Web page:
Christine: In one of our PDs we invite the HR, the personnel director from Oswego City Schools in for a few minutes so that she can show our candidates how to apply for substitute teaching positions in the district. And it is quite a process, to go through the online application to come in for the interview, to become Board of Education approved. And so our candidates have to want to substitute teach to go through that whole process. But there’s such a shortage right now of high-quality substitute teachers everywhere we look. And so we feel at the college that we want to help address that problem by encouraging our candidates to apply to sub, get board approved. They’re very happy that they can then make some money and then be present in the school more if they could substitute teach and be present in their classrooms more than what they’re required to be. That’s the best marriage of all. We’re really helping both institutions with it. And we do have several board approved candidates in both buildings right now getting great subbing experience.

Kara: I would agree and I think that it really gives them a sense of value. Often they come in and out of fairness to the student teachers—the pre-service teachers, I know I keep using those words interchangeably—but I think that it’s a big commitment for them, and Chris kind of alluded to that. They really have to set their own lives aside to make this commitment because they are spending so much time with us. And I think it validates all of their hard work that we would trust that they could sub and they could be with those students. I think that gives them a sense of confidence and a sense of competency that the work that they have been doing is certainly the same kind of work that they’ll be doing when they’re out in their profession,—hopefully—a few months down the road once they graduate and get a position. So it’s about can you do the job, but also we know in teaching that you psychologically you have to be present all the time and you have to give 100 percent to the kids all the time. They expect that, they need that, they deserve that. And I think for our pre-service teachers to be able to actually do that, and to develop their own style, that’s another piece that you don’t necessarily get with the six weeks. But with us, they have learned what their own style is and how they’re going to go about managing a classroom and teaching the students in front of them.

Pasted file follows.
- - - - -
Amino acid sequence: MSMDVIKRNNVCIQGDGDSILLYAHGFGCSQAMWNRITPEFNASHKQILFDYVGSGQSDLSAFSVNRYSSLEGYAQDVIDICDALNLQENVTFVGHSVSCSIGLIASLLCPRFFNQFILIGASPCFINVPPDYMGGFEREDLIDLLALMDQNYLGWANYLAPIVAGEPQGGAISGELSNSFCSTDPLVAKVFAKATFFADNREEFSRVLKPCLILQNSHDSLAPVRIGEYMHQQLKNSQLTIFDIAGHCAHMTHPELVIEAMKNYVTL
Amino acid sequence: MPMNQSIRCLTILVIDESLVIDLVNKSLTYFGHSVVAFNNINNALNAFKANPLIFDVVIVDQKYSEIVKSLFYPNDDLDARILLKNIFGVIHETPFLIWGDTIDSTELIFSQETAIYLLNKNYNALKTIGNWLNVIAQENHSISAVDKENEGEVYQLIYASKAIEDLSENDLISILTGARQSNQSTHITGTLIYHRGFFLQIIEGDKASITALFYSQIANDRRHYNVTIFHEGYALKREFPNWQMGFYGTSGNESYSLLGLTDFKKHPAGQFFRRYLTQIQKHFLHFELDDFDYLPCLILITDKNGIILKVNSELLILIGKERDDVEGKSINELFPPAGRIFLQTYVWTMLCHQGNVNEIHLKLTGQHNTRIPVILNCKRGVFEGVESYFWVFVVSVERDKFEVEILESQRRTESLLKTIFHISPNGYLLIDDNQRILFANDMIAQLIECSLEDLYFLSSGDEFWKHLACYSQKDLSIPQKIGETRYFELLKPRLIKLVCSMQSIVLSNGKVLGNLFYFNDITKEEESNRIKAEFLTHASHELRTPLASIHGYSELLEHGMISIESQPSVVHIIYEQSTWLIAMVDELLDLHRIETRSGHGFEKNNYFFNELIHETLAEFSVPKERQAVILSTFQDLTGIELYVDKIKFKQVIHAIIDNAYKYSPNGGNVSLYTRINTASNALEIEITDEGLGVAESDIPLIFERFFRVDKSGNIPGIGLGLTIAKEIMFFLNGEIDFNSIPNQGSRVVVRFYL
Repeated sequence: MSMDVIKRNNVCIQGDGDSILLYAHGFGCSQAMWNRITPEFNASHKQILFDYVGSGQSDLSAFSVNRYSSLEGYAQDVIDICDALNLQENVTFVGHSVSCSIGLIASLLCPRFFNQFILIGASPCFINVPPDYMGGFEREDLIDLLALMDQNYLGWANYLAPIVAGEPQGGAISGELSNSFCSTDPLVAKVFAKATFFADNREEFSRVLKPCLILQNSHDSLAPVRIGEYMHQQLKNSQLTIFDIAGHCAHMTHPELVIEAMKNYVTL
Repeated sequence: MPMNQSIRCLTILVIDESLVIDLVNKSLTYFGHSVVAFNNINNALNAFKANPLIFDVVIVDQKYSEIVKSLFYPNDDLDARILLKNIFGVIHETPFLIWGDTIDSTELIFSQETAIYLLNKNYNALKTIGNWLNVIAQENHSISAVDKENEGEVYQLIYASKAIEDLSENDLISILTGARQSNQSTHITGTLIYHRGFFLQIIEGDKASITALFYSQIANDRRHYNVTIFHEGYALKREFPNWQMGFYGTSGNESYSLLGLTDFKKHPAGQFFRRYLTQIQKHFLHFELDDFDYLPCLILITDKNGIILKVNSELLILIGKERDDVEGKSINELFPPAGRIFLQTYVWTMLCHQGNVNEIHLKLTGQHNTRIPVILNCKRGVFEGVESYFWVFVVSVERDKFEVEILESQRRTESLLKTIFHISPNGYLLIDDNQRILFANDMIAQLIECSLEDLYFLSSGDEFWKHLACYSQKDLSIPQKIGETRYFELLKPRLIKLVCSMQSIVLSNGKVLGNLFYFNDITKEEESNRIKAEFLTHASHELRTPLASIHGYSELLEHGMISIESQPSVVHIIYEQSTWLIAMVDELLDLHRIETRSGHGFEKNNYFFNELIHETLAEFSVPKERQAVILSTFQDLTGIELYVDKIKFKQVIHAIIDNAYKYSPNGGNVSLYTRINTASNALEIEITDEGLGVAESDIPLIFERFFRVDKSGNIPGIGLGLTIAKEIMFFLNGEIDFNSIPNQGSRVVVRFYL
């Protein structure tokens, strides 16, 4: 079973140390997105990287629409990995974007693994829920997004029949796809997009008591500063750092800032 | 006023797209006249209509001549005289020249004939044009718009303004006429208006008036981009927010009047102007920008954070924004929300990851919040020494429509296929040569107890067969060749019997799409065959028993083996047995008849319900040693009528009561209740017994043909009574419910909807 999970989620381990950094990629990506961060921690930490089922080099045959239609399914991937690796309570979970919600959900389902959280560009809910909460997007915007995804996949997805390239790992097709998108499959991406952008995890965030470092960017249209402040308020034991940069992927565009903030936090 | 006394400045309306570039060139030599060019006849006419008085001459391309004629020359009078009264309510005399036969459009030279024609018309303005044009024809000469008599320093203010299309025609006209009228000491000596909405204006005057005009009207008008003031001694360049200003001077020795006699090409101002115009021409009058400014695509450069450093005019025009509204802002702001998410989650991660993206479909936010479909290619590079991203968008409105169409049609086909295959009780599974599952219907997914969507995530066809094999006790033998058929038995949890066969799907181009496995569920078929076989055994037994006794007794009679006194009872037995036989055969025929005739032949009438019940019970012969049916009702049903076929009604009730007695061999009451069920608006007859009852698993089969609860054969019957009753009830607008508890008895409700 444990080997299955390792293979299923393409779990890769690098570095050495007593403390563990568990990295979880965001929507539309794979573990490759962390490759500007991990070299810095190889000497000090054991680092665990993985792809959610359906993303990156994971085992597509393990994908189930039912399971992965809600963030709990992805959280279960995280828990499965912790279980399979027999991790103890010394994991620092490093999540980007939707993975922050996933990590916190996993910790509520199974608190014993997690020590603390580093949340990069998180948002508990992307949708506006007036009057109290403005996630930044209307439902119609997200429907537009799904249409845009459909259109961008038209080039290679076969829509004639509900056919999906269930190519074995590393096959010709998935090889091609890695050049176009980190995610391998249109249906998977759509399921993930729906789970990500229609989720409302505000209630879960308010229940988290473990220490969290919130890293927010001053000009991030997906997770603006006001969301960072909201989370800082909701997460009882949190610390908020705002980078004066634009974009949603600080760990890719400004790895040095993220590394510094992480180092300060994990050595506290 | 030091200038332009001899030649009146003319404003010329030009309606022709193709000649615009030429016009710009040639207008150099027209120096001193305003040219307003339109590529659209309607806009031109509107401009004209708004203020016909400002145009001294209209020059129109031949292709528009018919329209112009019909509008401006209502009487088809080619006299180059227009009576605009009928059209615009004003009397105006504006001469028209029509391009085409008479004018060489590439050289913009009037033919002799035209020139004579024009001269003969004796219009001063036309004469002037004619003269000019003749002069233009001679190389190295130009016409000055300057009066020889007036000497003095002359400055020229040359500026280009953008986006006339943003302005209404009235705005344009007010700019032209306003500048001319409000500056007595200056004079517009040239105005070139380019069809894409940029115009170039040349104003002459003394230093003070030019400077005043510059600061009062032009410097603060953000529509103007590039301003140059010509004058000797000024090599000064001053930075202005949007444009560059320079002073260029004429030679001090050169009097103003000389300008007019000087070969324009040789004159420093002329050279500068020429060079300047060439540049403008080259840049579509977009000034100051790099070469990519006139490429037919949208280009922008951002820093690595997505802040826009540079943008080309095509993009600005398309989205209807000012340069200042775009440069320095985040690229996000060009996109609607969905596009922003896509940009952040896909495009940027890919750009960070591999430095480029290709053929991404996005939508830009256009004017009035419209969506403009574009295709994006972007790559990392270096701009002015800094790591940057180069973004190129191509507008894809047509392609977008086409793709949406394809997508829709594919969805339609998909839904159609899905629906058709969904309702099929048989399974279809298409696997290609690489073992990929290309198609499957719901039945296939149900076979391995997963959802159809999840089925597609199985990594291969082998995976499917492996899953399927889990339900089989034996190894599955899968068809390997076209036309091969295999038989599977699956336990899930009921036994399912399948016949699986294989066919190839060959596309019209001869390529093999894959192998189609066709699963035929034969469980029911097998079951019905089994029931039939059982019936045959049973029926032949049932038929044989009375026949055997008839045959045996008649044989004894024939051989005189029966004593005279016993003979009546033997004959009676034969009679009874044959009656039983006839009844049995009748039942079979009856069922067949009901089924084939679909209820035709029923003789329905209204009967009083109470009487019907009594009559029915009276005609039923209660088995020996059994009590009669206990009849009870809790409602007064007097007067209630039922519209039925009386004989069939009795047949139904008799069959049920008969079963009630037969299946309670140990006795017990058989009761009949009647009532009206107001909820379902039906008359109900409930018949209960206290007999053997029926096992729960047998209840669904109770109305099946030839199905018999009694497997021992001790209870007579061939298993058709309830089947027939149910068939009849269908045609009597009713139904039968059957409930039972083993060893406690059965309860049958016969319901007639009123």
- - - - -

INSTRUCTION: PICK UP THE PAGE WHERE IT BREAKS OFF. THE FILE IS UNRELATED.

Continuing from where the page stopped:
Rebecca: I can imagine, especially in teaching teachers, but also in other areas that you’re teaching professionals. I’m a graphic designer, I teach graphic designers, which is also a professional degree, that the more you interact and integrate with the profession and know what’s going on and know what the challenges are, the better you can instruct your students and adjust the curriculum in higher ed to better serve what students are actually going to need in the field. So I can imagine, Chris, that being so embedded in the district right now in the way that this program is working, that you’ve learned a ton about how we should be educating future teachers, and have you had any adjustments to the curriculum as a result?